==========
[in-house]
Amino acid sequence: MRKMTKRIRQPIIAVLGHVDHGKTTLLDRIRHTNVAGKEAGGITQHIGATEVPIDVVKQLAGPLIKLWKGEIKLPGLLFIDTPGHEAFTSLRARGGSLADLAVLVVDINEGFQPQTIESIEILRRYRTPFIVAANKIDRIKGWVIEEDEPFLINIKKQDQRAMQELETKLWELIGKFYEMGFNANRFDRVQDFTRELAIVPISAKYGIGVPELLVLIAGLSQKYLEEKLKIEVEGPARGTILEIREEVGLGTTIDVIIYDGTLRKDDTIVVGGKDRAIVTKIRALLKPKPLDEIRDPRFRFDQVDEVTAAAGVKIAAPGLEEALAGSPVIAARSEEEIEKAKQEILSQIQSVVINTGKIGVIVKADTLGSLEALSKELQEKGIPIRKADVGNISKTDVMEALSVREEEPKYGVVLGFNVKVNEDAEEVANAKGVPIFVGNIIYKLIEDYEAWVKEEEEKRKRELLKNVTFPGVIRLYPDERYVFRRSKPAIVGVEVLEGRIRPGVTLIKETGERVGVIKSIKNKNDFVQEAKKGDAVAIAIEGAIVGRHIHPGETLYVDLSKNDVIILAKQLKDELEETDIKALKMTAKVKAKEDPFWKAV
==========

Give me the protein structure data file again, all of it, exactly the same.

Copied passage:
[in-house]
Amino acid sequence: MRKMTKRIRQPIIAVLGHVDHGKTTLLDRIRHTNVAGKEAGGITQHIGATEVPIDVVKQLAGPLIKLWKGEIKLPGLLFIDTPGHEAFTSLRARGGSLADLAVLVVDINEGFQPQTIESIEILRRYRTPFIVAANKIDRIKGWVIEEDEPFLINIKKQDQRAMQELETKLWELIGKFYEMGFNANRFDRVQDFTRELAIVPISAKYGIGVPELLVLIAGLSQKYLEEKLKIEVEGPARGTILEIREEVGLGTTIDVIIYDGTLRKDDTIVVGGKDRAIVTKIRALLKPKPLDEIRDPRFRFDQVDEVTAAAGVKIAAPGLEEALAGSPVIAARSEEEIEKAKQEILSQIQSVVINTGKIGVIVKADTLGSLEALSKELQEKGIPIRKADVGNISKTDVMEALSVREEEPKYGVVLGFNVKVNEDAEEVANAKGVPIFVGNIIYKLIEDYEAWVKEEEEKRKRELLKNVTFPGVIRLYPDERYVFRRSKPAIVGVEVLEGRIRPGVTLIKETGERVGVIKSIKNKNDFVQEAKKGDAVAIAIEGAIVGRHIHPGETLYVDLSKNDVIILAKQLKDELEETDIKALKMTAKVKAKEDPFWKAV